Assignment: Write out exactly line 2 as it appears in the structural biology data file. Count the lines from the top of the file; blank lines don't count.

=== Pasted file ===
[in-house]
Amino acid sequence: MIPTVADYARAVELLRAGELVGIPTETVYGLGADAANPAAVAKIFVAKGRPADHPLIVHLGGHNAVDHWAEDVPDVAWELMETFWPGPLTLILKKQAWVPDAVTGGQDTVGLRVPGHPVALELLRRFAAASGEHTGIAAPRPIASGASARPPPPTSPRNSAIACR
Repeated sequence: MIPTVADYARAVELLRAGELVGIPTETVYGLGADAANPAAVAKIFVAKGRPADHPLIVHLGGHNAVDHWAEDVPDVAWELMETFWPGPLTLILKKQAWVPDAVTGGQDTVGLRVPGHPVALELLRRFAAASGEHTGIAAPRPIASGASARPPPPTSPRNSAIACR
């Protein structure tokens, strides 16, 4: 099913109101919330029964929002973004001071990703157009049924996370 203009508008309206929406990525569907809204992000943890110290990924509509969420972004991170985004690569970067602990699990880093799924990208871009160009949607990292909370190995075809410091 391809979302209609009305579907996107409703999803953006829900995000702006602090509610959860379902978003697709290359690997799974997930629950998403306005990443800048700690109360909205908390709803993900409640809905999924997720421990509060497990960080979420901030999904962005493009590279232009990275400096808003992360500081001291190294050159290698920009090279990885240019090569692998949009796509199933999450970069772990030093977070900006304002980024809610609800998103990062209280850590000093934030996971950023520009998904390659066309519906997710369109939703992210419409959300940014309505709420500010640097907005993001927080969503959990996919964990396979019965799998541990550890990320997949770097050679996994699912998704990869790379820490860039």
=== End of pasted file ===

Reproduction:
Amino acid sequence: MIPTVADYARAVELLRAGELVGIPTETVYGLGADAANPAAVAKIFVAKGRPADHPLIVHLGGHNAVDHWAEDVPDVAWELMETFWPGPLTLILKKQAWVPDAVTGGQDTVGLRVPGHPVALELLRRFAAASGEHTGIAAPRPIASGASARPPPPTSPRNSAIACR